From ‘Somebodies and Nobodies’, Brian Turner

From Somebodies and Nobodies: Growing up in an extraordinary sporting family

Vintage, $34.95,
ISBN 1869415078

Soon after I arrived in Christchurch, so did the Beatles – pure coincidence. I donned my dark grey dufflecoat and lurked on the fringe of a large crowd blocking the road outside the Clarendon Hotel where the frenzy-inducing mop-heads from Liverpool were holed up. Girls chanted, panted and implored the Beatles to come on out. When they appeared on the first-floor balcony the crowd screamed; two girls close by fainted and flumped to the ground. Ducks took off along the Avon and headed for Marshlands. Parents all over Christchurch knew they had failed in their duty. Interdenominational meetings were called to confront the crisis and reverse the descent of the young into irrevocable moral turpitude. Fundamentalism received a boost. The whackies became even whackier. Ngaio Marsh wouldn’t have given a toss, but in Fendalton the residents said “tut tut” and sought solace in the cocktail cabinet; the editorial staff of The Press no doubt considered a cautious, measured response was called for, and this was duly delivered.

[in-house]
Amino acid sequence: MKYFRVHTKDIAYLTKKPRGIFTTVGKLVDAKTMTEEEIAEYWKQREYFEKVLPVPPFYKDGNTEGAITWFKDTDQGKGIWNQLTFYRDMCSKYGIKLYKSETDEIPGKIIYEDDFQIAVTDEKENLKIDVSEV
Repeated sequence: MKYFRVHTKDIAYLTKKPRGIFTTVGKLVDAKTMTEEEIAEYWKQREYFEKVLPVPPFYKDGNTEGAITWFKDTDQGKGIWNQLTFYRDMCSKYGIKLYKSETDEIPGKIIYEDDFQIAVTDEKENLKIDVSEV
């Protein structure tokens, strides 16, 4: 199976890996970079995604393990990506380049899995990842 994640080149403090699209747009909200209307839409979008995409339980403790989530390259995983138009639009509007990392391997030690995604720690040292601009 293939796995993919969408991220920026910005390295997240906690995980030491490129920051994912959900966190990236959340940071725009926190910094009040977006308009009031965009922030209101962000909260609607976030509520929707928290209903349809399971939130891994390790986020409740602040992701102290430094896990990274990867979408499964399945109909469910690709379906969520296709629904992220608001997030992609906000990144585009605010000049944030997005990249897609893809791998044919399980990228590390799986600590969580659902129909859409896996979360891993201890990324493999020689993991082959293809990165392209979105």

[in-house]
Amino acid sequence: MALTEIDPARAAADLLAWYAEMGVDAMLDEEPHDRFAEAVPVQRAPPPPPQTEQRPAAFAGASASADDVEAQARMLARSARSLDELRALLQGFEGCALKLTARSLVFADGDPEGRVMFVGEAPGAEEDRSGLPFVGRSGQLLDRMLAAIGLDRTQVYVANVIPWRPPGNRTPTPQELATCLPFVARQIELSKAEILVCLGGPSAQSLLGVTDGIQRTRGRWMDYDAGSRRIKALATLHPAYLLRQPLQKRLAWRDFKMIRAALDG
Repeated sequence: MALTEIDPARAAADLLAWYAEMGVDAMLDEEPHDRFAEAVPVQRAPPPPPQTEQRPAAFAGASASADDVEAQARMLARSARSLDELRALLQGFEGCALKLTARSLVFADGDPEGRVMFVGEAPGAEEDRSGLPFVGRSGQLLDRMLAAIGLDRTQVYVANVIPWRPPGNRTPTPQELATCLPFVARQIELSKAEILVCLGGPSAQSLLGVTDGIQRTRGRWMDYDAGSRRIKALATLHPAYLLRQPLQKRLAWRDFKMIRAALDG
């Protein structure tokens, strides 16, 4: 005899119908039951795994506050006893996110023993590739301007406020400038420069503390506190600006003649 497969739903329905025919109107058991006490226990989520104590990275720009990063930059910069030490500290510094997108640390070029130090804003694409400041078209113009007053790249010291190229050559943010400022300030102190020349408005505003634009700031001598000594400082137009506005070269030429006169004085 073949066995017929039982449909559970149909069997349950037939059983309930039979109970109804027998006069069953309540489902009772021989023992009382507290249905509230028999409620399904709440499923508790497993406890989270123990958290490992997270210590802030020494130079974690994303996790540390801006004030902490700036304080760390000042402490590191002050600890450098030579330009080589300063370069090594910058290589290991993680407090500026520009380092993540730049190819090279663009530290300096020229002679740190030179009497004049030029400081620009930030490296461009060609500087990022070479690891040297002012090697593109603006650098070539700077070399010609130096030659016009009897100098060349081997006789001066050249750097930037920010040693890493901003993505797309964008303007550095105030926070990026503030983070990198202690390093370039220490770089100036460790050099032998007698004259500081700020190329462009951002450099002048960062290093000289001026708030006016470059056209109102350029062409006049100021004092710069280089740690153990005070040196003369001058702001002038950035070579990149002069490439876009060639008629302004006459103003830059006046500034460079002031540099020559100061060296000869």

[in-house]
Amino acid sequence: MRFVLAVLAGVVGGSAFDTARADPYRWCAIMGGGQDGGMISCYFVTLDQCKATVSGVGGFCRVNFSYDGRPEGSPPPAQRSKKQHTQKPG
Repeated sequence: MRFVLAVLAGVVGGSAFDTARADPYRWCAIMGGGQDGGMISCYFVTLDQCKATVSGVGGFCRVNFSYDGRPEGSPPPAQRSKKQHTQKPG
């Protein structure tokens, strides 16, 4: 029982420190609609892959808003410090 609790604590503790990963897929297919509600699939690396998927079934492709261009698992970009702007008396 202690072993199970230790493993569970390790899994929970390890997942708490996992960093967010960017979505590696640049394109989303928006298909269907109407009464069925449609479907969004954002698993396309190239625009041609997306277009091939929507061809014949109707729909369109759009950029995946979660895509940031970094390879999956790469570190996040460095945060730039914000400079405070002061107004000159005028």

Down in Sydenham they aired their bloomers and drank beer. In Cashmere the august kept their eyes on the Southern Alps, pure and distant on the far side of the plains. In Waltham and Opawa and New Brighton? Who knew, for what went on there didn’t bear thinking about in more refined localities. It was clear that the Beatles had to be taken seriously, and that folk singers were in danger of being eclipsed as the dominant musical force among those of my age group. From now on we would have to do more than hang down our heads and cry with Tom Dooley.

In those days I didn’t know of the droll and lugubrious English poet Philip Larkin, but Ken Carpenter introduced me to the poet who was later to write in “Annus Mirabilis” that for him sexual intercourse began in 1963, which was “rather late” as far as he was concerned, “Between the end of the Chatterley ban / And the Beatles’ first LP.”